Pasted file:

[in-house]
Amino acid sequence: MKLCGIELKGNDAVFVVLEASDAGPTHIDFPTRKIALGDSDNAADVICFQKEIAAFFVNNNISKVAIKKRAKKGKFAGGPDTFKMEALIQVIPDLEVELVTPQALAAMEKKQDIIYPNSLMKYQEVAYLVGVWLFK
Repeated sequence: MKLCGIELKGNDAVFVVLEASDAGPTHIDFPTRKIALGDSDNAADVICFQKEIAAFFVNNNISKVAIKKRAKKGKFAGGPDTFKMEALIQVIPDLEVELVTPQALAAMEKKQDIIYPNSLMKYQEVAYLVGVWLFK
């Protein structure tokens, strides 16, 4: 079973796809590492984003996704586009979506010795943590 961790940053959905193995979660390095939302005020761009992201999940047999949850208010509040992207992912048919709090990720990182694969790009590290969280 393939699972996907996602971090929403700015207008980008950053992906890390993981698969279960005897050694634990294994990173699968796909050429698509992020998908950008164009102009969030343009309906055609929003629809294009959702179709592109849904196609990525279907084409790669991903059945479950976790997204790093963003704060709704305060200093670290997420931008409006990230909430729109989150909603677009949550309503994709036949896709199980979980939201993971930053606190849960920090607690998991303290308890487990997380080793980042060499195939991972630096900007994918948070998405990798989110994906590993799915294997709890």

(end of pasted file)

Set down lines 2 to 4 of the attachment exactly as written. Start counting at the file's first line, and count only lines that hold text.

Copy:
Amino acid sequence: MKLCGIELKGNDAVFVVLEASDAGPTHIDFPTRKIALGDSDNAADVICFQKEIAAFFVNNNISKVAIKKRAKKGKFAGGPDTFKMEALIQVIPDLEVELVTPQALAAMEKKQDIIYPNSLMKYQEVAYLVGVWLFK
Repeated sequence: MKLCGIELKGNDAVFVVLEASDAGPTHIDFPTRKIALGDSDNAADVICFQKEIAAFFVNNNISKVAIKKRAKKGKFAGGPDTFKMEALIQVIPDLEVELVTPQALAAMEKKQDIIYPNSLMKYQEVAYLVGVWLFK
């Protein structure tokens, strides 16, 4: 079973796809590492984003996704586009979506010795943590 961790940053959905193995979660390095939302005020761009992201999940047999949850208010509040992207992912048919709090990720990182694969790009590290969280 393939699972996907996602971090929403700015207008980008950053992906890390993981698969279960005897050694634990294994990173699968796909050429698509992020998908950008164009102009969030343009309906055609929003629809294009959702179709592109849904196609990525279907084409790669991903059945479950976790997204790093963003704060709704305060200093670290997420931008409006990230909430729109989150909603677009949550309503994709036949896709199980979980939201993971930053606190849960920090607690998991303290308890487990997380080793980042060499195939991972630096900007994918948070998405990798989110994906590993799915294997709890």